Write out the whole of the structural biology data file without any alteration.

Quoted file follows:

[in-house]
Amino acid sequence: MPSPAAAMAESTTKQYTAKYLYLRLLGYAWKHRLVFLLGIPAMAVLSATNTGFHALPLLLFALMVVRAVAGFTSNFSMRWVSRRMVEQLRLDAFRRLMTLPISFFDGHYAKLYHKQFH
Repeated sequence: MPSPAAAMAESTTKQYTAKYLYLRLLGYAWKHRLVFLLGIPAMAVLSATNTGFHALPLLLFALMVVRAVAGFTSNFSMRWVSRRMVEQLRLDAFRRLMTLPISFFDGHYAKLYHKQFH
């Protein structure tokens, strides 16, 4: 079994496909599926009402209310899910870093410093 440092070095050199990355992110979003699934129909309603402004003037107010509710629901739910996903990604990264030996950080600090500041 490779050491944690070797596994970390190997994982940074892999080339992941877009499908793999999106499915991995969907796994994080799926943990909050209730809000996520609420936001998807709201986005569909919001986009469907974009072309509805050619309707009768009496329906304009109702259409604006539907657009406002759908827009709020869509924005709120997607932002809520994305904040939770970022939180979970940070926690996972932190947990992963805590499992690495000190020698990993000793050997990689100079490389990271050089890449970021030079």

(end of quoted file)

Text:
[in-house]
Amino acid sequence: MPSPAAAMAESTTKQYTAKYLYLRLLGYAWKHRLVFLLGIPAMAVLSATNTGFHALPLLLFALMVVRAVAGFTSNFSMRWVSRRMVEQLRLDAFRRLMTLPISFFDGHYAKLYHKQFH
Repeated sequence: MPSPAAAMAESTTKQYTAKYLYLRLLGYAWKHRLVFLLGIPAMAVLSATNTGFHALPLLLFALMVVRAVAGFTSNFSMRWVSRRMVEQLRLDAFRRLMTLPISFFDGHYAKLYHKQFH
């Protein structure tokens, strides 16, 4: 079994496909599926009402209310899910870093410093 440092070095050199990355992110979003699934129909309603402004003037107010509710629901739910996903990604990264030996950080600090500041 490779050491944690070797596994970390190997994982940074892999080339992941877009499908793999999106499915991995969907796994994080799926943990909050209730809000996520609420936001998807709201986005569909919001986009469907974009072309509805050619309707009768009496329906304009109702259409604006539907657009406002759908827009709020869509924005709120997607932002809520994305904040939770970022939180979970940070926690996972932190947990992963805590499992690495000190020698990993000793050997990689100079490389990271050089890449970021030079």